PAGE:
Endocrine Abstracts (2015) 38 P183 | DOI: 10.1530/endoabs.38.P183

Gender-related differences in circulating microparticles characteristics: implications for cardiovascular risk?

Justyna Witczak, Aled Rees & Philip James


Institute of Molecular and Experimental Medicine, Cardiff University, Cardiff, UK.


Introduction: Microparticles (MP) are circulating submicron particles released from cell membranes. They have an important role in intercellular endocrine signalling and may be increased in numerous conditions including cardiovascular disease. However, the influences of gender on MP characteristics are not fully understood.

Aim: To compare MP characteristics (size, concentration, cellular origin and inflammatory profile) in healthy males and females across the age and body weight spectrum.

Methods: Fasting blood samples were taken from healthy volunteers (males n=14; age 33±6 years, BMI 28.1±7.2 kg/m2; females n=16; age 35±12 years, BMI 26.4±6.5 kg/m2, P=NS). MPs obtained by ultracentrifugation were subjected to nanoparticle tracking analysis and time resolved fluorescence to determine MP concentration, size, cellular origin (CD41 platelet; CD11b leukocyte; CD235a erythrocyte; CD144: endothelial) and inflammatory profile (interleukin 6 (IL6), tumour necrosis factor alpha (TNFα), interferon gamma (IFNγ), fatty acid binding protein 4 (FABP4), peroxisome proliferator activated-receptor gamma (PPARγ)).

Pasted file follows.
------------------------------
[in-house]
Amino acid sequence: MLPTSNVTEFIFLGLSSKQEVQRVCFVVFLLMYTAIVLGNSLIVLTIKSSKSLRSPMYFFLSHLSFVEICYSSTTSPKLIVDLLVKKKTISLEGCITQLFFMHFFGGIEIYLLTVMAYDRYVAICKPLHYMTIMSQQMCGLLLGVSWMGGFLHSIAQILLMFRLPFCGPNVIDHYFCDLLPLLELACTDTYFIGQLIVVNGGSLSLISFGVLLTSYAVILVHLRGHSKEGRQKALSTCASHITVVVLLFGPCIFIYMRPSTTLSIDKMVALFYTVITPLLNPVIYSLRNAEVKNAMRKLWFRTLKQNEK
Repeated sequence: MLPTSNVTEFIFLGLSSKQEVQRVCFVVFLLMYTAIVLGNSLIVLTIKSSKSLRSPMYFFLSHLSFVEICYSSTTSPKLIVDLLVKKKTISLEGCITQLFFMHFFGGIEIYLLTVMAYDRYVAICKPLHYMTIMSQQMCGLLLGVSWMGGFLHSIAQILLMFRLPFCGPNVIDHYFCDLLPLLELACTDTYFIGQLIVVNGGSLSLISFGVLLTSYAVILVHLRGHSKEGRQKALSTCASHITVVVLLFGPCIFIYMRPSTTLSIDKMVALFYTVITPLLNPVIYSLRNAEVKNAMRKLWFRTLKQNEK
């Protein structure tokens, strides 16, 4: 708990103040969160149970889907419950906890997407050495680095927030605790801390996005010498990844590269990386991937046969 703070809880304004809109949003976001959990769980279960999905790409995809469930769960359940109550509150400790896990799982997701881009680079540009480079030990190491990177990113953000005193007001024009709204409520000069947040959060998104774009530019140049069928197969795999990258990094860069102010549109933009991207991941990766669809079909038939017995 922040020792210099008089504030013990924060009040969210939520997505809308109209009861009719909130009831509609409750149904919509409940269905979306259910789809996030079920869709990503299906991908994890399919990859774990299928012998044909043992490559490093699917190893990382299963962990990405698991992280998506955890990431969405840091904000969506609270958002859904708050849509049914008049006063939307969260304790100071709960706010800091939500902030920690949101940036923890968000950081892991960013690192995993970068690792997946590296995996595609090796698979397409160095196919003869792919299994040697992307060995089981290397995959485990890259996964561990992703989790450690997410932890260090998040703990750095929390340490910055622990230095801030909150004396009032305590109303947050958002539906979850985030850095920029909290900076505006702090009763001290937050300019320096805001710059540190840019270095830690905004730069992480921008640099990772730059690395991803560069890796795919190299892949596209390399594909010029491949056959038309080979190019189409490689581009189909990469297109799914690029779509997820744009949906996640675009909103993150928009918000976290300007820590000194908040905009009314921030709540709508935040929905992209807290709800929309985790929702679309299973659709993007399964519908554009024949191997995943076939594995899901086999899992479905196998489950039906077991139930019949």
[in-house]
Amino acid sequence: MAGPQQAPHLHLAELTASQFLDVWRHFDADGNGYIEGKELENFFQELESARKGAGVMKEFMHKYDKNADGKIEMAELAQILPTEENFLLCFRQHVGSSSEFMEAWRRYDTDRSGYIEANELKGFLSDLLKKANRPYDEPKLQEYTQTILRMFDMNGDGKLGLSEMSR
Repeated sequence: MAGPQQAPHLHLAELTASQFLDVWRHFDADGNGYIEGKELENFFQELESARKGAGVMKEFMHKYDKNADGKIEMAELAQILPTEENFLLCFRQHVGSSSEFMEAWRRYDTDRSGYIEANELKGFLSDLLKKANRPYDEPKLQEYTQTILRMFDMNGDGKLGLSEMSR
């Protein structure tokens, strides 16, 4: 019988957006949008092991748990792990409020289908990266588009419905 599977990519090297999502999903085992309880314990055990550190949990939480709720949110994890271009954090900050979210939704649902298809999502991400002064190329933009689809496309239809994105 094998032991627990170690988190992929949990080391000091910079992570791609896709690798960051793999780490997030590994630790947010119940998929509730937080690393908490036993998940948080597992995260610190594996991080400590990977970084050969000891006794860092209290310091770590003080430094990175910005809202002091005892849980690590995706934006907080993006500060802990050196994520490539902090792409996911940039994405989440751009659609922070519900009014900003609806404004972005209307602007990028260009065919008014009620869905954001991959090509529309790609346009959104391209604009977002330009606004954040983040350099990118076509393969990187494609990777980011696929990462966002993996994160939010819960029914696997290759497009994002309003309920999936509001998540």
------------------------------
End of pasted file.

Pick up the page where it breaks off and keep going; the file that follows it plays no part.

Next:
Results: Males had higher MP concentration than females (5.7×1011/ml±3.3 vs 3.8×1011/ml±1.2, P<0.05) but no difference in mean size (138±10 nm vs 143±15 nm respectively, P=0.29). Males had significantly higher fluorescence signals for platelet and endothelial-derived MPs (CD41:4141±2309 vs 2499±1087, P<0.05; CD144: 3865±2365 vs 1123±1247, P<0.05) along with increased signal for IFNγ (14160±6268 vs 8885±4548, P<0.05), IL6 (2435±1689 vs 1356±1195, P=0.05) and FABP4 (6597±3613 vs 2915±2120, P<0.01). TNFα signal was also higher in males but this did not quite reach significance (1822±1900 vs 921±649, P=0.085).

Conclusions: Healthy men have increased circulating MPs compared to women, which are characterised by a more procoagulant and proinflammatory profile. These findings may contribute to gender-related differences in cardiovascular risk.

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